Hurley, Berkshire


The Olde Bell inn, originally the guest house for Hurley Abbey
 Hurley shown within Berkshire
Population 1,854 (2001)
1,923 (2011 Census)[1]
OS grid referenceSU826834
Civil parishHurley
Unitary authorityWindsor and Maidenhead
Ceremonial countyBerkshire
RegionSouth East
Sovereign stateUnited Kingdom
Post town Maidenhead
Postcode district SL6
Dialling code 01628
Police Thames Valley
Fire Royal Berkshire
Ambulance South Central
EU Parliament South East England
UK ParliamentMaidenhead
List of places

Coordinates: 51°32′35″N 0°48′29″W / 51.543°N 0.808°W / 51.543; -0.808

Hurley is a small village and large, rural civil parish in Berkshire, England. Its riverside is agricultural except for Hurley Priory as are the outskirts of the village. The adjoining inn is believed to date to 1135 AD.


Hurley itself is a linear development perpendicular to and adjoining the Upper Thames 3 miles (4.8 km) NW of Maidenhead and 4 miles (6.4 km) ENE of Henley-on-Thames, Oxfordshire. The parish includes the considerable hamlets of Cockpole Green, Warren Row, Knowl Hill, Burchett's Green and part of Littlewick Green.[2]

Ashley Hill Forest, almost 2 miles (3.2 km) south of the village is close to and almost equidistant between Warren Row, Knowl Hill and Burchett's Green and is the largest woodland. Other than this the parish is mainly agricultural however many farms have spinneys of woodland adjoining.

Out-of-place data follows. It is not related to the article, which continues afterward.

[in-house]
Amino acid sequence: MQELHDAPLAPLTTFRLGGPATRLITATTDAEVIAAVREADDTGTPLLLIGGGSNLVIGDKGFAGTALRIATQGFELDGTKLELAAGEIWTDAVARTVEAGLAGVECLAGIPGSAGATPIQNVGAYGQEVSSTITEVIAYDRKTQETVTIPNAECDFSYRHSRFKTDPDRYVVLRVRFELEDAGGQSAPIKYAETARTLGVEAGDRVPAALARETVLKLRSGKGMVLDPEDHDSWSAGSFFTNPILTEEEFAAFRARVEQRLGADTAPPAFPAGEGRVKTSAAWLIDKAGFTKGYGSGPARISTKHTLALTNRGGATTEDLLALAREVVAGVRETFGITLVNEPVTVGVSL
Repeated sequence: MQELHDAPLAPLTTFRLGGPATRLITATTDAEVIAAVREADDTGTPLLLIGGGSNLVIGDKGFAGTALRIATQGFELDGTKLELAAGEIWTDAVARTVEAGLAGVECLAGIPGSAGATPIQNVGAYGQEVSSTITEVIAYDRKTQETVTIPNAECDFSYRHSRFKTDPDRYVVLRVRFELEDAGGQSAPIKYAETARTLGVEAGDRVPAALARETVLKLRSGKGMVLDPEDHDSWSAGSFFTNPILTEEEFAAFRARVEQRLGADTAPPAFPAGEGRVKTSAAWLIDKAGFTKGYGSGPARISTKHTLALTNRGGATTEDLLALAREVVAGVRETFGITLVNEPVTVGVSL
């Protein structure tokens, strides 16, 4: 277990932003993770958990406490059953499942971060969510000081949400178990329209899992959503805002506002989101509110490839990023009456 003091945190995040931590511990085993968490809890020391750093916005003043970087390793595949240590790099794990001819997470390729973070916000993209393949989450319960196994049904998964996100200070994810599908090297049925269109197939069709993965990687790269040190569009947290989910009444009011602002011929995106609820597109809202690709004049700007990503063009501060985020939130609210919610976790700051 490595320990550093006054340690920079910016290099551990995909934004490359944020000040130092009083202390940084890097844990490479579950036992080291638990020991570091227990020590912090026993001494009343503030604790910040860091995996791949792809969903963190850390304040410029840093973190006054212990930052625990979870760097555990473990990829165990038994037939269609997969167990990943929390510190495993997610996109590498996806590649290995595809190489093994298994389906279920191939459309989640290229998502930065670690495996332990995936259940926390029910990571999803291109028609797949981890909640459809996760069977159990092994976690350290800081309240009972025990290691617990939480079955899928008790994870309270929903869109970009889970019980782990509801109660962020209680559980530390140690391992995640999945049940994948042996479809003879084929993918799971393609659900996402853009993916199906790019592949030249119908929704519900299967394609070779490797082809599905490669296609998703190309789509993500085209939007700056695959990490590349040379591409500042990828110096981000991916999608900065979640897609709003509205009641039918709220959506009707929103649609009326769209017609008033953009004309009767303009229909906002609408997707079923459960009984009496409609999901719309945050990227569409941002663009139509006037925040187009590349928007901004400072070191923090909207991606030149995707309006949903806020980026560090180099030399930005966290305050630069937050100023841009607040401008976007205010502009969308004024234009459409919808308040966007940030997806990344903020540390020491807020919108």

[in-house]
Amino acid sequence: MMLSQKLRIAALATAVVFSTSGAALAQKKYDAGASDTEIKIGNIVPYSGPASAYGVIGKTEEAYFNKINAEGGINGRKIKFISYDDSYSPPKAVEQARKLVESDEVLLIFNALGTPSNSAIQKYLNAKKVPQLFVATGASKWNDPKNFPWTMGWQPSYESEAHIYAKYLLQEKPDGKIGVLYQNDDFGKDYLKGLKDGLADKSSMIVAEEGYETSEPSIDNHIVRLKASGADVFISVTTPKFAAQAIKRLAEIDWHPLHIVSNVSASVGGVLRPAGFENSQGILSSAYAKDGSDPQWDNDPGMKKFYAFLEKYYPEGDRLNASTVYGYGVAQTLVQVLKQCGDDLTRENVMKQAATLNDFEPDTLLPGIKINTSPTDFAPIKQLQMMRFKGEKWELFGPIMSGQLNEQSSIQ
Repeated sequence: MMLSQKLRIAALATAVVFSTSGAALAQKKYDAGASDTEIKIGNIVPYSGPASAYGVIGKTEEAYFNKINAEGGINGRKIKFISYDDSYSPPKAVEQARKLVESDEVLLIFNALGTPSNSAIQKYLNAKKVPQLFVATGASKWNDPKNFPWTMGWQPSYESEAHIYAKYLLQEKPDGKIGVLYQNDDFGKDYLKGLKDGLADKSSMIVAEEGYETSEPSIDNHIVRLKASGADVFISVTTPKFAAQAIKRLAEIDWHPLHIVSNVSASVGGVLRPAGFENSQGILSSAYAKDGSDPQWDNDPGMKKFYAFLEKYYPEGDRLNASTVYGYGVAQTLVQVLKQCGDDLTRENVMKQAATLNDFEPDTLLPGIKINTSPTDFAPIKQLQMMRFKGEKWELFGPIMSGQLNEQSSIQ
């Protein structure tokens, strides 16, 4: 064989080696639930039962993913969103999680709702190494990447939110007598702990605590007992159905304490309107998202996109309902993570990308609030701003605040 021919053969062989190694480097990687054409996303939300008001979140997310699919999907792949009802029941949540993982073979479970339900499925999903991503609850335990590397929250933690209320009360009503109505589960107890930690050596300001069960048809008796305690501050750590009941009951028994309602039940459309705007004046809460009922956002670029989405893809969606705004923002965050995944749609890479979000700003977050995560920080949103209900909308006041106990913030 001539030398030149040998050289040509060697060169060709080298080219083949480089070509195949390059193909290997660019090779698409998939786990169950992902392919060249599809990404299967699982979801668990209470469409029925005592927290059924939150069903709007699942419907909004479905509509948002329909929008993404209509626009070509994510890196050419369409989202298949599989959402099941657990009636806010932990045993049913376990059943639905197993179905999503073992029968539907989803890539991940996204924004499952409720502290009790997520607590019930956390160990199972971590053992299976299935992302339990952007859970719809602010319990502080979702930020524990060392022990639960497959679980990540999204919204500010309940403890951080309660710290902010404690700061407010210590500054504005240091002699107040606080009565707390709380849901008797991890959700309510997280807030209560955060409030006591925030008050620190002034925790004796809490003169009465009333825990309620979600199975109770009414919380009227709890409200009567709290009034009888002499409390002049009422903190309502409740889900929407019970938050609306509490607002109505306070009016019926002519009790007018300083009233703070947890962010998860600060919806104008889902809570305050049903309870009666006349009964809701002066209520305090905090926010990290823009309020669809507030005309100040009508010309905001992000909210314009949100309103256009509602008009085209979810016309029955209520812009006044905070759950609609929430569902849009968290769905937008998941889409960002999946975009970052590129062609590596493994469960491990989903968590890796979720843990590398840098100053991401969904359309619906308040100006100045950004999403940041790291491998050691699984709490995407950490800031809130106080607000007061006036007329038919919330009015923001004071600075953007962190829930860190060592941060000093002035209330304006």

Historic structures


Hurley Bottom

Only one of the buildings at the foot of the hill in the south of the village street is listed. This southerly neighbourhood has the loose name Hurley Bottom but is 10m higher than the riverside parts of the village.

Frogmore Court and Frogmore Spinney

Frogmore Spinney forms a riverside Park Homes estate, with fewer than 25 available. The court is now a farmhouse but is a centuries-old building which is listed as such adjoining the river, which in this parish consists of mainly grazing and pasture meadows.[6] Approximately seven detached or semi-detached riverside homes also adjoin the river in this western frontage point, accessed by a separate lane.[2]


Hurley is often used as a mooring for barges and motor launches, or by campers. The weir at Hurley Lock is considered the premier venue in the United Kingdom for freestyle kayaking.

Cricket has been played in Hurley for over 100 years. The club currently plays in the Chiltern League on Saturdays and friendly fixtures against local rivals on Sundays. The ground is typified with an Old English plane tree that lies within the boundaries. The clubhouse was rebuilt in the 1970s after fire destroyed the previous wooden one.

In popular culture

Public transport

The village is served by a bus route from Maidenhead.

Closest railway stations are Marlow and Henley approximately four miles north east and west respectively.


  1. "Civil Parish population 2011". Neighbourhood Statistics. Office for National Statistics. Retrieved 30 November 2016.
  2. 1 2 Grid square map Ordnance survey website
  3. "The Priory of Hurley". British History Online. Retrieved 24 November 2012.
  4. Historic England. "Details from listed building database (1007933)". National Heritage List for England.
  5. "The Olde Bell". (official website). Retrieved 24 November 2012.
  6. Frogmore Farmhouse Historic England. "Details from listed building database (1319393)". National Heritage List for England.

External links

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